Last week the Senate Energy and Natural Resources Committee, chaired by Senator Jeff Bingaman (D-NM), held a hearing on the Clean Energy Standard Act of 2012 (CESA). Witnesses offered a variety of perspectives on the bill.
As discussed during the hearing, the EIA’s Analysis of the Clean Energy Standard Act of 2012 projects an increase in renewable generation, a decrease in carbon emissions, and a hike in electric rates compared to a business-as-usual scenario.
Dr. Karen Palmer of Resources for the Future supported many of the EIA’s findings, but added that the small utility exemption — which exempts energy retailers with sales less than 2,000,000 megawatt hours — would “provide an incentive for groups of electricity consumers to create their own small utility, an unintended consequence of the bill.”
Duke Energy’s Keith Trent gave a favorable opinion of the proposed legislation, and said that arguments that the CESA picks winners and losers is a “fallacy,” adding “the utilities, working with the states will decide how best to meet their obligations under a federal Clean Energy Standard, using the resources that are most appropriate.”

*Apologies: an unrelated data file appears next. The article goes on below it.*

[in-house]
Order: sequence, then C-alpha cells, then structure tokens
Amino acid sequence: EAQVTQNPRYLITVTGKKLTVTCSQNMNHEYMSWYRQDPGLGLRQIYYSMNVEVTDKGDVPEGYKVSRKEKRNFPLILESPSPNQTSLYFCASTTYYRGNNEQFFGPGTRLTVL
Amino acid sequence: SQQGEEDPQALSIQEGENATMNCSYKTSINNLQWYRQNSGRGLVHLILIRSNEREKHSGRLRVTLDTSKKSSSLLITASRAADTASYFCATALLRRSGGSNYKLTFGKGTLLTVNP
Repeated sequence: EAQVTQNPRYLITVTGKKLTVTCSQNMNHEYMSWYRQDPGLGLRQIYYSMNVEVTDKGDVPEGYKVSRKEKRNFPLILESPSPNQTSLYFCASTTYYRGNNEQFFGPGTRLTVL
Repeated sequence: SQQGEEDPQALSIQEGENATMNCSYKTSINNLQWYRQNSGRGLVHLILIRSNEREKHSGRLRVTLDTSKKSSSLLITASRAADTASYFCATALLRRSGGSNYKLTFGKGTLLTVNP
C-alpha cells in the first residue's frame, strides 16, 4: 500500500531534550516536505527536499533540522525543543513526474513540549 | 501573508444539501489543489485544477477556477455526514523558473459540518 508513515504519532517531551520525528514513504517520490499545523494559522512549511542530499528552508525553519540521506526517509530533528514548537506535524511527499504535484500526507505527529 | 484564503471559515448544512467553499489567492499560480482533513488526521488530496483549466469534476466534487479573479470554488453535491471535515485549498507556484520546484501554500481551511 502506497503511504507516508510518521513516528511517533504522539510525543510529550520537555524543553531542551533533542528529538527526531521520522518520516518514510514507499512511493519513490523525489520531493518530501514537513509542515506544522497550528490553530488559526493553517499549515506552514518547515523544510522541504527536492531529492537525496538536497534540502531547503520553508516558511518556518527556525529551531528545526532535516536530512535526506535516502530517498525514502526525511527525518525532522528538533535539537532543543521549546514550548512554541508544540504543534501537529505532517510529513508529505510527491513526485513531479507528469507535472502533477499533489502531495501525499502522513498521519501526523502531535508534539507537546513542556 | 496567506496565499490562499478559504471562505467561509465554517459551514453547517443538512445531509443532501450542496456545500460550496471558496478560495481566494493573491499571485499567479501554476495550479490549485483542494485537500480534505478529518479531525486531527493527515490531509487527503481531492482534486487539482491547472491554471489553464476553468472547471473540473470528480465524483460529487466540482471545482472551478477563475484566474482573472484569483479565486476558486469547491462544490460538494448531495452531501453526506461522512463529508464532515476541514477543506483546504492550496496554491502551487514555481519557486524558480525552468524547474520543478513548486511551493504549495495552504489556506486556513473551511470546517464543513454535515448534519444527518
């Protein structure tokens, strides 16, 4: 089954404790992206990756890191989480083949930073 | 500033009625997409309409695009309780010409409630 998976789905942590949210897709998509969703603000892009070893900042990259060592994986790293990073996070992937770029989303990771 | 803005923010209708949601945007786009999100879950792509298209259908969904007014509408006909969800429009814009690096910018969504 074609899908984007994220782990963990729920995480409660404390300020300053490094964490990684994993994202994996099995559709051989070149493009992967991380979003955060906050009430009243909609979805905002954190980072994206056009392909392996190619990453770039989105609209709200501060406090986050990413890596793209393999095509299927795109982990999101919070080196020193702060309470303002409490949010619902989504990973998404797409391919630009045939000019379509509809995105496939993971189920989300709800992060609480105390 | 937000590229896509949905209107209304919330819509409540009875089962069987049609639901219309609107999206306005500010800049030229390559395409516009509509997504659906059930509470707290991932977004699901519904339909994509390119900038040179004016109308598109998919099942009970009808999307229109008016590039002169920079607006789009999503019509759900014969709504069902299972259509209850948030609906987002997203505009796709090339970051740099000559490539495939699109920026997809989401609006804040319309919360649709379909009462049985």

James Dickenson with the Jacksonville Electric Authority worried that the standard would play geographic favorites, giving an advantage to utilities “that are situated to take advantage of geographic assets that more readily support development of solar, wind and hydropower.”
Thomas J. Gibson, president of the American Iron And Steel Institute, spoke of his concern about maintaining the competitiveness of the American industrial sector in the face of rising electricity prices. He also voiced concerns about the regional affects of the policy, noting that steel-producing states, like Ohio and Indiana, would be disproportionately affected because of their heavy reliance on coal. Gibson also pointed to the need for CESA to be better coordinated with EPA regulations, such as the Cross-State Air Pollution Rule and the Mercury and Air Toxics Standards Rule, warning that the goals of each may in some instances be contradictory.
Read the full testimony here.
Do you agree with the witnesses’ assessments of the Clean Energy Standard Act of 2012? How would you have advised the Committee?